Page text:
Women of LeadHERship – Interview SeriesMHS Talent Development
A Conversation with CEO of LaMarsh Global, LLC., Sheila Fain
How many of your organization’s leaders are women? Have you ever worked for a female CEO? Have you ever stopped to think about female representation in leadership positions? According to a study we conducted with HR.com, the Women in Leadership Survey 2020, women are not only under-represented in the leadership ranks but gender diversity in leadership positions is not a priority for most organizations.
At MHS, we take pride in the progress we have made in providing equitable opportunities and gender diversity amongst leadership ranks. In 2020, we are proud to say females comprise of 48% of our leadership team, 60% of our executive team, and we are led by an incredible female CEO, Hazel Wheldon.
We connected with Hazel and our Chief Product Officer (CPO) Jenni Pitkanen, as well as several other inspiring women across various industries who have made the climb up the corporate ladder. Each of these women has taken risks in environments that didn’t always feel safe to do so. They looked at barriers as new challenges to overcome while building their resilience and gumption along the way. They shared their stories, their advice, and took this chance to empower each reader – no matter their age, gender, or career path – to take the risk, harness their internal power, and aim for the top.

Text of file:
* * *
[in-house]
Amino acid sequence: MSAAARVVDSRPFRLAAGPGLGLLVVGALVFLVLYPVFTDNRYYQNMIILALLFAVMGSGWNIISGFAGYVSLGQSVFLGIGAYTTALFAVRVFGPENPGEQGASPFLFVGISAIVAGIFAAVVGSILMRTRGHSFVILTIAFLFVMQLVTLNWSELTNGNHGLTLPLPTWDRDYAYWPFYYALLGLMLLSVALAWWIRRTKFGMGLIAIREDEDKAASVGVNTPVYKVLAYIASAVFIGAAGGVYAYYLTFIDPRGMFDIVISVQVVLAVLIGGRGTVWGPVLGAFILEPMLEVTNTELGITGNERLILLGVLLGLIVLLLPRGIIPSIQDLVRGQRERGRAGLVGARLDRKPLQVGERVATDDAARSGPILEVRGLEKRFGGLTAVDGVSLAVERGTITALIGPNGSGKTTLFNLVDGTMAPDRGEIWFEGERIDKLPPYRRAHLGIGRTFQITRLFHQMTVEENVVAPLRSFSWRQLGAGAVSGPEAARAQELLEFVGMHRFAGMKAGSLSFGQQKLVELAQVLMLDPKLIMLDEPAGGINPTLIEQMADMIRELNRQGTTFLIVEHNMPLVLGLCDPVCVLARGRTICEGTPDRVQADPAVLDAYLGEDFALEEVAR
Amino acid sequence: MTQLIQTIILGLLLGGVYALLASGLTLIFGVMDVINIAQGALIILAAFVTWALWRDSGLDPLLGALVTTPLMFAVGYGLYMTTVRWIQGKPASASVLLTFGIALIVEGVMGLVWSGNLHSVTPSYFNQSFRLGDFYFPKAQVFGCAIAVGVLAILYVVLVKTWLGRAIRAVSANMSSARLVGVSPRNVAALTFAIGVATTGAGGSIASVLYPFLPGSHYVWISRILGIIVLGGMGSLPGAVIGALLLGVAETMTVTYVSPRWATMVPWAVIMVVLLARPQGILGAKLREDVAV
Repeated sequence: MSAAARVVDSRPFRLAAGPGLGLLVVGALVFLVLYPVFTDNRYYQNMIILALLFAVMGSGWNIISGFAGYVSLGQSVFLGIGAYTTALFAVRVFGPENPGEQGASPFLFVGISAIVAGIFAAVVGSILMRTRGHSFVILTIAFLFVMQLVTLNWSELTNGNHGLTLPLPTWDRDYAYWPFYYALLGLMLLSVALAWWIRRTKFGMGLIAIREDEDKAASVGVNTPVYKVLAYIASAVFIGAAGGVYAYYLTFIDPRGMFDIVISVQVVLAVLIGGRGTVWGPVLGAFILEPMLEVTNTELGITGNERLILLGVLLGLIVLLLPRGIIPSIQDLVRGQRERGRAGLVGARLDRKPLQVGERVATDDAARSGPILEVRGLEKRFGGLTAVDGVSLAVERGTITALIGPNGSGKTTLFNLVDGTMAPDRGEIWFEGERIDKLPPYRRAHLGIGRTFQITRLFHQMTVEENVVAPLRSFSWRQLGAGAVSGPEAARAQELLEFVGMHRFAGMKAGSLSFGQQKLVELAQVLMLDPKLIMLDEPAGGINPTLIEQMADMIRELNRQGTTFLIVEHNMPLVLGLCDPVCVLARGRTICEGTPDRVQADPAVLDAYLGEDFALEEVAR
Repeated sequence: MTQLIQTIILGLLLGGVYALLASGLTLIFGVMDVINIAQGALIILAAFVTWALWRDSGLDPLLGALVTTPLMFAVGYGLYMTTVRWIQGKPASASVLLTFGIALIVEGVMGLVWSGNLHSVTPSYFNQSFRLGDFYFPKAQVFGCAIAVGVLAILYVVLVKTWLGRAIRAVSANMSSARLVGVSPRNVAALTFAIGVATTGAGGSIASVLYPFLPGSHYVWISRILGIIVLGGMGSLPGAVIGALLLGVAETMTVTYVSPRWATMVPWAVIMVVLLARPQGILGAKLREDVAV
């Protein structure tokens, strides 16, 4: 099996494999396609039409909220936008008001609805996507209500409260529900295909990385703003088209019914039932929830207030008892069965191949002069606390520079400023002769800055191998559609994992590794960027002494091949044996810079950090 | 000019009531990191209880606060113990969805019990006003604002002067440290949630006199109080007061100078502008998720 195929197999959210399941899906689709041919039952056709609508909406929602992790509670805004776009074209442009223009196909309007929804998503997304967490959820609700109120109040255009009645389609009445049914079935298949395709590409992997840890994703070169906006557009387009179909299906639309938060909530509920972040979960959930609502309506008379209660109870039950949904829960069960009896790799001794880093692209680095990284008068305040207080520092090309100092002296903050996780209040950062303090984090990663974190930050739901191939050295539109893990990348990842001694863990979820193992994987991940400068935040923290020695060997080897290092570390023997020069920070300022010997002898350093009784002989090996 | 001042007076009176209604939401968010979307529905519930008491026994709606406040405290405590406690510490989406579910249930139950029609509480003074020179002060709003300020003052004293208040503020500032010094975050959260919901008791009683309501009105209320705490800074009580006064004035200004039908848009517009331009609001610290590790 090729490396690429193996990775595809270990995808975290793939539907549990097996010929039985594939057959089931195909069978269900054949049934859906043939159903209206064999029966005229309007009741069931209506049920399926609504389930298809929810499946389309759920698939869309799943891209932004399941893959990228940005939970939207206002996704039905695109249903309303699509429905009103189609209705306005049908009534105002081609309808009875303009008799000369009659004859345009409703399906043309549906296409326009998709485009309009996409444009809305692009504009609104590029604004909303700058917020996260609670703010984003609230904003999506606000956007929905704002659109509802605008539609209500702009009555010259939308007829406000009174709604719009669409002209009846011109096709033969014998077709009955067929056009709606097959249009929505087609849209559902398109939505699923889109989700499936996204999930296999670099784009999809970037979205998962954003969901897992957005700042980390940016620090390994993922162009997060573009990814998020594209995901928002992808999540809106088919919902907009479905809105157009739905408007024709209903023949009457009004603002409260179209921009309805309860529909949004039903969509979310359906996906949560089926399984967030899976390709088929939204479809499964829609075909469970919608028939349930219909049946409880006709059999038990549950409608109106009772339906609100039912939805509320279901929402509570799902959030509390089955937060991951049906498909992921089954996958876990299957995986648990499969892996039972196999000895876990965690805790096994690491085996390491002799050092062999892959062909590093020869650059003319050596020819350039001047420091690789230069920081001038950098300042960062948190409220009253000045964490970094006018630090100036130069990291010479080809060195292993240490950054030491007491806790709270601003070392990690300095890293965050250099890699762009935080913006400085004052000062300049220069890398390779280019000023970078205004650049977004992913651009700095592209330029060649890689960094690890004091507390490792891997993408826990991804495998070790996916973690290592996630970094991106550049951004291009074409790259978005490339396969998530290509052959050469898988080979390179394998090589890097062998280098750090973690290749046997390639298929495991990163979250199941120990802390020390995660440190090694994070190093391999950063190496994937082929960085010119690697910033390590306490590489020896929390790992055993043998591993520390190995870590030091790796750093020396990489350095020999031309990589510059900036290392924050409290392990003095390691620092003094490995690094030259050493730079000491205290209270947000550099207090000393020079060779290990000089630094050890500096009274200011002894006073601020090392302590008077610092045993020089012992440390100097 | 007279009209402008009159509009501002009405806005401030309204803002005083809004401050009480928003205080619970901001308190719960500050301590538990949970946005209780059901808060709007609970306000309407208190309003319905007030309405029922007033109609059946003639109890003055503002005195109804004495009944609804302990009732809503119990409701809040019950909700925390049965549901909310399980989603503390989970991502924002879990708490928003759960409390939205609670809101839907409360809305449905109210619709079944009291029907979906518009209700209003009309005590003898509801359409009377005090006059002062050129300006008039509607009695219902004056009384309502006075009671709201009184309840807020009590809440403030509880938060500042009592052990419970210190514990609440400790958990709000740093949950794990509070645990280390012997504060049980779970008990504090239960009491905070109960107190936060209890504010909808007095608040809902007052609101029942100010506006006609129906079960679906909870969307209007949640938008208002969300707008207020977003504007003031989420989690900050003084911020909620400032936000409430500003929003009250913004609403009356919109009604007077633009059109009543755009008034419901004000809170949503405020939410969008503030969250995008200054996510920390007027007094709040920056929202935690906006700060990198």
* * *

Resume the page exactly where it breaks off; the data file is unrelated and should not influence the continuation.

The following is a snippet of the 2020 “Women of LeadHERship” interview, featuring the responses Sheila Fain, CEO of LaMarsh Global, LLC.
IS THERE STILL A GLASS CEILING?
WHAT WAS YOUR “GLASS CEILING MOMENT”?
HAVE YOU ENCOUNTERED A BARRIER AS A RESULT OF STEREOTYPES OR LINGERING STIGMAS, MAKING YOU WORK HARDER OR DIFFERENTLY THAN A MAN WOULD FOR THOSE POSITIONS?